equilibrium density ﬂuctuations. This enters through a non–zero value of the triplet direct correlation function.
Many of the complex systems found in nature and used routinely in industry are multi–component systems. In particular, binary mixtures are highly non–ideal and play an important role in the industry. The dynamic properties are strongly inﬂuenced by composition ﬂuctuations which are absent in the one component liquids. In Chapter 3, isothermal–isobaric (NPT) ensemble molecular dynamics simulation studies of vibrational phase relaxation (VPR) in a model system are presented. The model considers strong attractive interaction between the dissimilar species to prevent phase separation. The model reproduces the experimentally observed non–monotonic, nearly symmetric, composition dependence of the dephasing rate. In addition, several other experimentally observed features, such as the maximum of the frequency modulation correlation time (т c) at a mole fraction near 0.5 and the maximum rate enhancement by a factor of about 3 above the pure component value, are also reproduced. The product of the mean square frequency modulation ((Δω2(0))) with тc indicates that the present model is in the intermediate regime of the inhomogeneous broadening. The non–monotonic composition (χ) dependence of тv is found to be primarily due to the non–monotonic χ dependence of тc, rather than due to a similar dependence in the amplitude of (Δω2(0)). The probability distribution of Δω shows a markedly non–Gaussian behavior at intermediate composition (χ  0.5). We have also calculated the composition dependence of the viscosity (η∗) in order to explore the correlation between the viscosity with that of тv and тc. It is found that both the correlation times essentially follow the nature of the composition dependence of the viscosity. A mode coupling theory (MCT) analysis is presented to include the eﬀects of the composition ﬂuctuations in binary mixture.
Water is an interesting and attractive object for research, not only because of its great importance in life processes but also due to its unusual and intriguing properties. Most of the anomalous properties of water are related to the presence of a three–dimensional network of hydrogen bonds, which is constantly changing at ultrafast, sub–picosecond timescales. Vibrational spectroscopy provides the means to study the dynamics of processes involving only certain chemical bonds. The dynamics of hydrogen bonding can be probed via its reﬂection on molecular vibrations, e.g., the stretching vibrational mode of the O–H bond. Recently developed femtosecond infrared vibrational spectroscopy has proved to be valuable to study water dynamics because of its unique temporal resolution. Recent studies have shown that the vibrational relaxation of the O–H stretch of HDO occurs at an extremely fast timescale with time constant being less than 100 femtosecond. Here, in Chapter 4, we investigate the origin of this ultrafast vibrational dephasing using computer simulation and appropriate theoretical analysis. In addition to the usual fast vibrational dynamics due to the hydrogen bonding excitations, we ﬁnd two additional reasons: (a) the large amplitude of angular jumps of the water molecules (with 30–40 fs time intervals) provide large contribution to the mean square vibrational frequency and (b) the projected force along the O–H bond due to the solvent molecules, on the oxygen (FO(t)) and hydrogen (FH (t)) atoms of the O–H bond exhibit a large negative cross–correlation (NCC) between FO(t) and FH (t). This NCC is shown to be partly responsible for a weak, non–Arrhenius temperature dependence of the relaxation rate.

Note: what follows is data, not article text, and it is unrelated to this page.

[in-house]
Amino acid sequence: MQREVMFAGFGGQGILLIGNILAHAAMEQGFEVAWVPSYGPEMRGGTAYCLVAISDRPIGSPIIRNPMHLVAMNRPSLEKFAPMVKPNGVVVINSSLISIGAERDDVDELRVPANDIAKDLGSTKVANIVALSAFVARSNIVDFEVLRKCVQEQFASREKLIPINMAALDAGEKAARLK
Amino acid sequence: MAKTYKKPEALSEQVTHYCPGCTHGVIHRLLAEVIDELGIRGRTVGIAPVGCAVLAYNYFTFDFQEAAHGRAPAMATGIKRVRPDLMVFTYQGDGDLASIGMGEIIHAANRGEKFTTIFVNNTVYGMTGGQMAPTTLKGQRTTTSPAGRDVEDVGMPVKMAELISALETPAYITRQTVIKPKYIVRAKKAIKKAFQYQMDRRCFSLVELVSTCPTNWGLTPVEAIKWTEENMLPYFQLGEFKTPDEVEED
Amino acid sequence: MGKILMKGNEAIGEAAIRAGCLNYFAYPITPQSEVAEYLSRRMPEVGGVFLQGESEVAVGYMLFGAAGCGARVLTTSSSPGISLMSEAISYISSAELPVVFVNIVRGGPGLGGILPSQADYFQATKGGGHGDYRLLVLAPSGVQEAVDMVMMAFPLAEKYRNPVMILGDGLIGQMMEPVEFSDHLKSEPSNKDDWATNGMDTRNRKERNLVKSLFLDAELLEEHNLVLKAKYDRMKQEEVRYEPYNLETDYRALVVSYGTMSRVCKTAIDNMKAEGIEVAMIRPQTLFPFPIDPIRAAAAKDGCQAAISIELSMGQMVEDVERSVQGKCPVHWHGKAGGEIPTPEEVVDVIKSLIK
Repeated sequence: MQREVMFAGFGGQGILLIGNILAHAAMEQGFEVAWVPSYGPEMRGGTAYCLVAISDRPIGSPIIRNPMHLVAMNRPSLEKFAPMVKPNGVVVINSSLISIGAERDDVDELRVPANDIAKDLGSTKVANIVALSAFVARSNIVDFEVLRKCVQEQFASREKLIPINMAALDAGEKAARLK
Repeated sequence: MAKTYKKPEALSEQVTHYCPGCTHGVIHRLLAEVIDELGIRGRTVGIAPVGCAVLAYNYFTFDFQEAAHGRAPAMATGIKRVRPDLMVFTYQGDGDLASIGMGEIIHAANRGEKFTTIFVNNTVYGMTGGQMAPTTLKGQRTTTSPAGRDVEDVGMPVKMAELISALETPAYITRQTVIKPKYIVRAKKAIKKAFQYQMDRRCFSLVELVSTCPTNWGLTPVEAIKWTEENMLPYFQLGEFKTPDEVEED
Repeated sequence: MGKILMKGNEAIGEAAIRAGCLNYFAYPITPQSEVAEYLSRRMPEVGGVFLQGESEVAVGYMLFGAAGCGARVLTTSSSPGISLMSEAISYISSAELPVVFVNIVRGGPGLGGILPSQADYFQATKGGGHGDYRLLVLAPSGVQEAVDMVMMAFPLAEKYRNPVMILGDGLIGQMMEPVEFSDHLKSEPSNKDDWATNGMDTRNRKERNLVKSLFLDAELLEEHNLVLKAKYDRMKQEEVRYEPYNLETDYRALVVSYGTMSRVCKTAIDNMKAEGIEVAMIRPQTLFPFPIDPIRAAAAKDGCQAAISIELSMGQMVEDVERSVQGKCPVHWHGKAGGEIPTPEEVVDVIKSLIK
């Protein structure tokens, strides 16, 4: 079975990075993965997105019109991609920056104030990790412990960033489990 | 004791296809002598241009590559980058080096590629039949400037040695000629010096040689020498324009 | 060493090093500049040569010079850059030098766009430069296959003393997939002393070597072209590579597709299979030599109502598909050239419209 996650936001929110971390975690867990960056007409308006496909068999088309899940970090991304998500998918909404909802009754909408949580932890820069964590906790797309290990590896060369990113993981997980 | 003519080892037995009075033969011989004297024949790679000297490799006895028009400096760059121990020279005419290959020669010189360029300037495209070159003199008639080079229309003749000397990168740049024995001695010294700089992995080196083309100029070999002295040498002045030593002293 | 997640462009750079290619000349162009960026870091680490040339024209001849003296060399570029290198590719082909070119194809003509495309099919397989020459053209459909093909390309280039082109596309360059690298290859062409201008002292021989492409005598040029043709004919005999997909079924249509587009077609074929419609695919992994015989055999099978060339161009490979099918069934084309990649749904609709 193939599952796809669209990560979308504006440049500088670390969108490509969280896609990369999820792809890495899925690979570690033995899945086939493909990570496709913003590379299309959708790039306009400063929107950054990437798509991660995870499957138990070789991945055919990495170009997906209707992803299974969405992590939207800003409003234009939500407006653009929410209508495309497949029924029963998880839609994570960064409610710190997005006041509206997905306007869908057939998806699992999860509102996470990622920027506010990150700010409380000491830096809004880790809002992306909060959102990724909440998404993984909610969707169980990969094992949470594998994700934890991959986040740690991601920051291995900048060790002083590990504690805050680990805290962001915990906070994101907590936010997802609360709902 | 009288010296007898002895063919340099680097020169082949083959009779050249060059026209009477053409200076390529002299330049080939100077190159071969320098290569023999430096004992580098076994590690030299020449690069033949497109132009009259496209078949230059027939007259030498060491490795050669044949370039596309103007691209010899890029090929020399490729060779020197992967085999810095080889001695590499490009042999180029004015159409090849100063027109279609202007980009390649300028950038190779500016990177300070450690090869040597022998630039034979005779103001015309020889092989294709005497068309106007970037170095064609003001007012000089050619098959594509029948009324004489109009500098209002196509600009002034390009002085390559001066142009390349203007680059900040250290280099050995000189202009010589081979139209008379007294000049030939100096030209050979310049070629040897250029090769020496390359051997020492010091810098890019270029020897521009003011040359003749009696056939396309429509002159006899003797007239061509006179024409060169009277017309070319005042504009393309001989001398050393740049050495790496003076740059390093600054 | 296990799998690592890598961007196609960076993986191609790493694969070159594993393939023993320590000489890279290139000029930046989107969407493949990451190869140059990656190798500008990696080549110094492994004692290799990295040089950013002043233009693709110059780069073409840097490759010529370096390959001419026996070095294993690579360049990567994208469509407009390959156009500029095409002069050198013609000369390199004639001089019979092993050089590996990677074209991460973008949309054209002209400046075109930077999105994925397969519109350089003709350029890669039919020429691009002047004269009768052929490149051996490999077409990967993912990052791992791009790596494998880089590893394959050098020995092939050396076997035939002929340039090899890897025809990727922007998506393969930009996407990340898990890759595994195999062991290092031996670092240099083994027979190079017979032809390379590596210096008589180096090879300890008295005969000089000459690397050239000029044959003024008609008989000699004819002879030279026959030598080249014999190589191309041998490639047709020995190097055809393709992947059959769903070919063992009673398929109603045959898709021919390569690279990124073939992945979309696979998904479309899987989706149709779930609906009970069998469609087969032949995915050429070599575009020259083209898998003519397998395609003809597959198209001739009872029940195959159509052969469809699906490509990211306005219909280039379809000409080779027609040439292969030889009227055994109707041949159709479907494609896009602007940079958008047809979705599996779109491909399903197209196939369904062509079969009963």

In the concluding note, Chapter 5 starts with a brief summary of the outcome of this thesis and ends up with suggestions of a few relevant problems that may prove worthwhile to be addressed in the future.